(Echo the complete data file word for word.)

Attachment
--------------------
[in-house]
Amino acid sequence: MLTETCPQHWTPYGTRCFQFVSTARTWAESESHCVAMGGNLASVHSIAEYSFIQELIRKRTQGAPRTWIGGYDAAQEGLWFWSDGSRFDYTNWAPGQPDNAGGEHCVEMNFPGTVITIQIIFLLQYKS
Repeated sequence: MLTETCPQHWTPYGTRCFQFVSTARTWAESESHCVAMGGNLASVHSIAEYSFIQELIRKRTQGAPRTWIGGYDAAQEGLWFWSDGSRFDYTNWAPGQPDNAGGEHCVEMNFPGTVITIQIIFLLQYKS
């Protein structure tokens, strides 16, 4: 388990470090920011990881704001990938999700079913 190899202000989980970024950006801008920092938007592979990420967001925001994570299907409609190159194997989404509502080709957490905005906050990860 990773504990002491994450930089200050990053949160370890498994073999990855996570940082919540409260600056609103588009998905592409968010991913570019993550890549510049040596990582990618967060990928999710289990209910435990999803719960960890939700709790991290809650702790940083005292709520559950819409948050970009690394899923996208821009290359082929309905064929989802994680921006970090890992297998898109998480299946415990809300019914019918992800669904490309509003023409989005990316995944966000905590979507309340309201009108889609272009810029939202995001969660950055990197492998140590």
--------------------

[in-house]
Amino acid sequence: MLTETCPQHWTPYGTRCFQFVSTARTWAESESHCVAMGGNLASVHSIAEYSFIQELIRKRTQGAPRTWIGGYDAAQEGLWFWSDGSRFDYTNWAPGQPDNAGGEHCVEMNFPGTVITIQIIFLLQYKS
Repeated sequence: MLTETCPQHWTPYGTRCFQFVSTARTWAESESHCVAMGGNLASVHSIAEYSFIQELIRKRTQGAPRTWIGGYDAAQEGLWFWSDGSRFDYTNWAPGQPDNAGGEHCVEMNFPGTVITIQIIFLLQYKS
């Protein structure tokens, strides 16, 4: 388990470090920011990881704001990938999700079913 190899202000989980970024950006801008920092938007592979990420967001925001994570299907409609190159194997989404509502080709957490905005906050990860 990773504990002491994450930089200050990053949160370890498994073999990855996570940082919540409260600056609103588009998905592409968010991913570019993550890549510049040596990582990618967060990928999710289990209910435990999803719960960890939700709790991290809650702790940083005292709520559950819409948050970009690394899923996208821009290359082929309905064929989802994680921006970090890992297998898109998480299946415990809300019914019918992800669904490309509003023409989005990316995944966000905590979507309340309201009108889609272009810029939202995001969660950055990197492998140590």